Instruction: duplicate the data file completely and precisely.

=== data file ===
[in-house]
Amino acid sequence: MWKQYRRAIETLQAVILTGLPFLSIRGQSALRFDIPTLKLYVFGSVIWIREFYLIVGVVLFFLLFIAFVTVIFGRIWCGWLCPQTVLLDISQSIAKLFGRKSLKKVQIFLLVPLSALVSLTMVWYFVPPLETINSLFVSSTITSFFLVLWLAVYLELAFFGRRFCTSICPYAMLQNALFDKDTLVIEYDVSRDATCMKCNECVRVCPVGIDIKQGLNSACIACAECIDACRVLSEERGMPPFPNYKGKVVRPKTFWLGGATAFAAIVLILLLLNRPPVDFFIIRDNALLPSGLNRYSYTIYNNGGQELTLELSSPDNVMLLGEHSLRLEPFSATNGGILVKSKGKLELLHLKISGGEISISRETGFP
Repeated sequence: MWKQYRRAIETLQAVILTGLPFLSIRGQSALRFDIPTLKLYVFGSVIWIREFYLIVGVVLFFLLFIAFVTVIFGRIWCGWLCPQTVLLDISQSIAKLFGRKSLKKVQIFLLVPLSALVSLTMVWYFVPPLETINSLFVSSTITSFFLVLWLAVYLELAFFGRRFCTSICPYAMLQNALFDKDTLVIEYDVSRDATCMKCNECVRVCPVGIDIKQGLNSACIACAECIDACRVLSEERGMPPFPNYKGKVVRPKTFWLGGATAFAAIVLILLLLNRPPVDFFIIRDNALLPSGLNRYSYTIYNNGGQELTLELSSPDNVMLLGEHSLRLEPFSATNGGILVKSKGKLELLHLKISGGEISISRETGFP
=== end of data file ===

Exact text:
[in-house]
Amino acid sequence: MWKQYRRAIETLQAVILTGLPFLSIRGQSALRFDIPTLKLYVFGSVIWIREFYLIVGVVLFFLLFIAFVTVIFGRIWCGWLCPQTVLLDISQSIAKLFGRKSLKKVQIFLLVPLSALVSLTMVWYFVPPLETINSLFVSSTITSFFLVLWLAVYLELAFFGRRFCTSICPYAMLQNALFDKDTLVIEYDVSRDATCMKCNECVRVCPVGIDIKQGLNSACIACAECIDACRVLSEERGMPPFPNYKGKVVRPKTFWLGGATAFAAIVLILLLLNRPPVDFFIIRDNALLPSGLNRYSYTIYNNGGQELTLELSSPDNVMLLGEHSLRLEPFSATNGGILVKSKGKLELLHLKISGGEISISRETGFP
Repeated sequence: MWKQYRRAIETLQAVILTGLPFLSIRGQSALRFDIPTLKLYVFGSVIWIREFYLIVGVVLFFLLFIAFVTVIFGRIWCGWLCPQTVLLDISQSIAKLFGRKSLKKVQIFLLVPLSALVSLTMVWYFVPPLETINSLFVSSTITSFFLVLWLAVYLELAFFGRRFCTSICPYAMLQNALFDKDTLVIEYDVSRDATCMKCNECVRVCPVGIDIKQGLNSACIACAECIDACRVLSEERGMPPFPNYKGKVVRPKTFWLGGATAFAAIVLILLLLNRPPVDFFIIRDNALLPSGLNRYSYTIYNNGGQELTLELSSPDNVMLLGEHSLRLEPFSATNGGILVKSKGKLELLHLKISGGEISISRETGFP